Hurricane season may seem to be off to a lazy start but federal forecasters say that’s likely to change.
The agency that issues long-range weather forecasts on Thursday upgraded the prospects for the coming months from average to above average.
By the numbers, that could mean anywhere from 10 to 17 named storms, five to nine hurricanes and two to four major hurricanes. That includes the two named storms this year so far, Tropical Storm Andrea and Hurricane Barry, which hit Louisiana last month.
The upgraded chance of an above-average season (from a 30% chance in May to 45% in August) is largely due to the dissipation of El Niño, a warm weather cycle that usually makes it harder for storms to form, said Gerry Bell, lead seasonal forecaster for the National Oceanic and Atmospheric Administration.
“We expect El Niño impacts to progressively fade as we go through the season,” said Bell in a media call.
NOAA does not offer predictions on storm landfall, like where hurricanes or tropical storms may hit or how strong they’ll be when they do. That’s only predictable within the few days before a storm does hit, Bell said.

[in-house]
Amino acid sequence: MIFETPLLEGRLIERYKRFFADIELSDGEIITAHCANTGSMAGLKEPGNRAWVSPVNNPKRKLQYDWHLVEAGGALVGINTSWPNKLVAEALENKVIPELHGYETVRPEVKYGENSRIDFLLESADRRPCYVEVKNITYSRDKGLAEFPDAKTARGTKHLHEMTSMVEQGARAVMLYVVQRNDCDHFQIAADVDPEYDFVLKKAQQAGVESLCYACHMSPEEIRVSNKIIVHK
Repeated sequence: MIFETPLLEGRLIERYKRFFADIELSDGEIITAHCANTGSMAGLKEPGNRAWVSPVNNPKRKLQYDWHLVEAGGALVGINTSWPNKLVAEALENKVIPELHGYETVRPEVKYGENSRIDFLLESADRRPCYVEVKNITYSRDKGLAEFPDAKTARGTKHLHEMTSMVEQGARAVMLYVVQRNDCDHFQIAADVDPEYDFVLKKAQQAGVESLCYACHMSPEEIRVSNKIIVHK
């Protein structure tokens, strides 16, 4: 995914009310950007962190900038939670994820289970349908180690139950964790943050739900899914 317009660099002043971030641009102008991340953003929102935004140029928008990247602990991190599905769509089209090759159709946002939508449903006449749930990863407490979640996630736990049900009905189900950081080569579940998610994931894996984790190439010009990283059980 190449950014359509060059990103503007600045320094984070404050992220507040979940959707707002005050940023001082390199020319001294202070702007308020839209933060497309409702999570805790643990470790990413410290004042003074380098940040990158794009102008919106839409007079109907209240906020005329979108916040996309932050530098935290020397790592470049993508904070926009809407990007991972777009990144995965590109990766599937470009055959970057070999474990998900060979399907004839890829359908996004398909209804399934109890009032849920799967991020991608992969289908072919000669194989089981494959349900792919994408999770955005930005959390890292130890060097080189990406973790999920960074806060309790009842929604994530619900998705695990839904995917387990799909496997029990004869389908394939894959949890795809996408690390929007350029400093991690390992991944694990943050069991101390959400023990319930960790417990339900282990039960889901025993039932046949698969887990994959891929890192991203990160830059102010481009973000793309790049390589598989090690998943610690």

August through October is traditionally the most active time in the six-month annual hurricane season.
“Historically, this is when about 95% of all hurricanes and named storms form,” he said.
Bell said that ocean surface temperatures in the Atlantic are running about half a degree above normal. Hotter water temperatures fuel storms to become stronger, but Bell said ocean temperatures don’t have much impact on a seasonal forecast.
“That’s not really a factor as far as a season outlook,” he said.
Bell said long-term climate patterns, like global warming, also are dwarfed in a short-term seasonal outlook by other atmospheric factors.
Earlier this week, Colorado State University released its mid-season forecast as well, which called for a near-normal 2019 Atlantic hurricane season. Researchers predict 14 total named storms, seven total hurricanes and two total major hurricanes.
Both forecasts include warnings from researchers that this is the right time to be prepared for a storm, as peak season heats up.
“Everyone should know their risk, have a plan and be prepared,” Bell said.
© 2019 Miami Herald, Alex Harris. Distributed by Tribune Content Agency, LLC.